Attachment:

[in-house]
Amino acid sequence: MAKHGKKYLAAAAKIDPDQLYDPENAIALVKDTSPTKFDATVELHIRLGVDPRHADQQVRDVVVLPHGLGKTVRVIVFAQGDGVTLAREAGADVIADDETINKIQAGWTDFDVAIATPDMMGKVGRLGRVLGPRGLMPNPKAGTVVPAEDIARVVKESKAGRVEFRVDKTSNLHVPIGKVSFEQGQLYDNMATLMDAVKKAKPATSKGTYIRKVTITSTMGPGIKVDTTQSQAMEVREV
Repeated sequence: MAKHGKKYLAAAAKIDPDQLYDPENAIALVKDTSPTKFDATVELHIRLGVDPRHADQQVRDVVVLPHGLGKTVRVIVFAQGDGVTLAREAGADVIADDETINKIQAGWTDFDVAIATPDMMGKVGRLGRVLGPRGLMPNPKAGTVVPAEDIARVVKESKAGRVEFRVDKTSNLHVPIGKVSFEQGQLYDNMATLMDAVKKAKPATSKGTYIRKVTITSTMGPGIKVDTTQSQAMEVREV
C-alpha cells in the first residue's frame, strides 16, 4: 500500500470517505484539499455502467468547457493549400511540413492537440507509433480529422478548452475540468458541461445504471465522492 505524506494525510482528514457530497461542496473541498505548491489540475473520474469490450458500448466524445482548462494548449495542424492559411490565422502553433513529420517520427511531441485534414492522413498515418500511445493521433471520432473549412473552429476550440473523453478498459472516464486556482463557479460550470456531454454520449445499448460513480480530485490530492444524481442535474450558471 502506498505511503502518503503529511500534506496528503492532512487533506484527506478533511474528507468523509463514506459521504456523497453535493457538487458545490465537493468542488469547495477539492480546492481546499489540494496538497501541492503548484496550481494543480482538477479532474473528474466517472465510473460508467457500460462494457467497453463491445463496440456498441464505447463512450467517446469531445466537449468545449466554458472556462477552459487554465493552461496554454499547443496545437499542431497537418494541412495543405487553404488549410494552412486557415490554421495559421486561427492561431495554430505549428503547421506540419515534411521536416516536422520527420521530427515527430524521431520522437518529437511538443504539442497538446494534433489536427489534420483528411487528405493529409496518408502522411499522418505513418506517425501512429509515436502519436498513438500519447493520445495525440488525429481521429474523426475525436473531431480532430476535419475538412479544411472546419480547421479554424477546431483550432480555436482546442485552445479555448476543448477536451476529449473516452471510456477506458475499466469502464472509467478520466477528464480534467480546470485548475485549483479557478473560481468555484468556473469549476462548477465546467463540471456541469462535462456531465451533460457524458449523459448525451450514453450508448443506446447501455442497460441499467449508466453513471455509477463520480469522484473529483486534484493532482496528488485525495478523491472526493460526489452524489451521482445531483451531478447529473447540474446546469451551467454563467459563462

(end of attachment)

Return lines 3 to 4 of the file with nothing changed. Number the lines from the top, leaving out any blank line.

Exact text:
Repeated sequence: MAKHGKKYLAAAAKIDPDQLYDPENAIALVKDTSPTKFDATVELHIRLGVDPRHADQQVRDVVVLPHGLGKTVRVIVFAQGDGVTLAREAGADVIADDETINKIQAGWTDFDVAIATPDMMGKVGRLGRVLGPRGLMPNPKAGTVVPAEDIARVVKESKAGRVEFRVDKTSNLHVPIGKVSFEQGQLYDNMATLMDAVKKAKPATSKGTYIRKVTITSTMGPGIKVDTTQSQAMEVREV
C-alpha cells in the first residue's frame, strides 16, 4: 500500500470517505484539499455502467468547457493549400511540413492537440507509433480529422478548452475540468458541461445504471465522492 505524506494525510482528514457530497461542496473541498505548491489540475473520474469490450458500448466524445482548462494548449495542424492559411490565422502553433513529420517520427511531441485534414492522413498515418500511445493521433471520432473549412473552429476550440473523453478498459472516464486556482463557479460550470456531454454520449445499448460513480480530485490530492444524481442535474450558471 502506498505511503502518503503529511500534506496528503492532512487533506484527506478533511474528507468523509463514506459521504456523497453535493457538487458545490465537493468542488469547495477539492480546492481546499489540494496538497501541492503548484496550481494543480482538477479532474473528474466517472465510473460508467457500460462494457467497453463491445463496440456498441464505447463512450467517446469531445466537449468545449466554458472556462477552459487554465493552461496554454499547443496545437499542431497537418494541412495543405487553404488549410494552412486557415490554421495559421486561427492561431495554430505549428503547421506540419515534411521536416516536422520527420521530427515527430524521431520522437518529437511538443504539442497538446494534433489536427489534420483528411487528405493529409496518408502522411499522418505513418506517425501512429509515436502519436498513438500519447493520445495525440488525429481521429474523426475525436473531431480532430476535419475538412479544411472546419480547421479554424477546431483550432480555436482546442485552445479555448476543448477536451476529449473516452471510456477506458475499466469502464472509467478520466477528464480534467480546470485548475485549483479557478473560481468555484468556473469549476462548477465546467463540471456541469462535462456531465451533460457524458449523459448525451450514453450508448443506446447501455442497460441499467449508466453513471455509477463520480469522484473529483486534484493532482496528488485525495478523491472526493460526489452524489451521482445531483451531478447529473447540474446546469451551467454563467459563462